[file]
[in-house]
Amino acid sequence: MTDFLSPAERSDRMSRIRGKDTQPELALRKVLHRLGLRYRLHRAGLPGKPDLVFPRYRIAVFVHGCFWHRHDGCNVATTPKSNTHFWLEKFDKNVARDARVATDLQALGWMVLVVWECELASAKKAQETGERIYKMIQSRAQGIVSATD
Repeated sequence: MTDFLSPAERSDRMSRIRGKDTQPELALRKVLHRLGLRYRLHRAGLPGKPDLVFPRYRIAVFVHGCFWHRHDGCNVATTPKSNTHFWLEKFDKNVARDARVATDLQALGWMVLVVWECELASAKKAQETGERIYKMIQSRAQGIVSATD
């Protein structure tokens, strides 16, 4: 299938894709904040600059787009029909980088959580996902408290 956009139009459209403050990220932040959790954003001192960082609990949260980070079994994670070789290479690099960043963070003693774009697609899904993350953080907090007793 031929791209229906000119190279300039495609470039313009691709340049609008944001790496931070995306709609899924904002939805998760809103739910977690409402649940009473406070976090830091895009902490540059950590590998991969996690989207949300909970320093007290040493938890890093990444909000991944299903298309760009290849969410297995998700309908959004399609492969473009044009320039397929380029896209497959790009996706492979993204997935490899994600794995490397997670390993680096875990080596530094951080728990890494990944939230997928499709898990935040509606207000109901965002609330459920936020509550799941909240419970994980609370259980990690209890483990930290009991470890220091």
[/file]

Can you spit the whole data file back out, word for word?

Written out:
[in-house]
Amino acid sequence: MTDFLSPAERSDRMSRIRGKDTQPELALRKVLHRLGLRYRLHRAGLPGKPDLVFPRYRIAVFVHGCFWHRHDGCNVATTPKSNTHFWLEKFDKNVARDARVATDLQALGWMVLVVWECELASAKKAQETGERIYKMIQSRAQGIVSATD
Repeated sequence: MTDFLSPAERSDRMSRIRGKDTQPELALRKVLHRLGLRYRLHRAGLPGKPDLVFPRYRIAVFVHGCFWHRHDGCNVATTPKSNTHFWLEKFDKNVARDARVATDLQALGWMVLVVWECELASAKKAQETGERIYKMIQSRAQGIVSATD
């Protein structure tokens, strides 16, 4: 299938894709904040600059787009029909980088959580996902408290 956009139009459209403050990220932040959790954003001192960082609990949260980070079994994670070789290479690099960043963070003693774009697609899904993350953080907090007793 031929791209229906000119190279300039495609470039313009691709340049609008944001790496931070995306709609899924904002939805998760809103739910977690409402649940009473406070976090830091895009902490540059950590590998991969996690989207949300909970320093007290040493938890890093990444909000991944299903298309760009290849969410297995998700309908959004399609492969473009044009320039397929380029896209497959790009996706492979993204997935490899994600794995490397997670390993680096875990080596530094951080728990890494990944939230997928499709898990935040509606207000109901965002609330459920936020509550799941909240419970994980609370259980990690209890483990930290009991470890220091």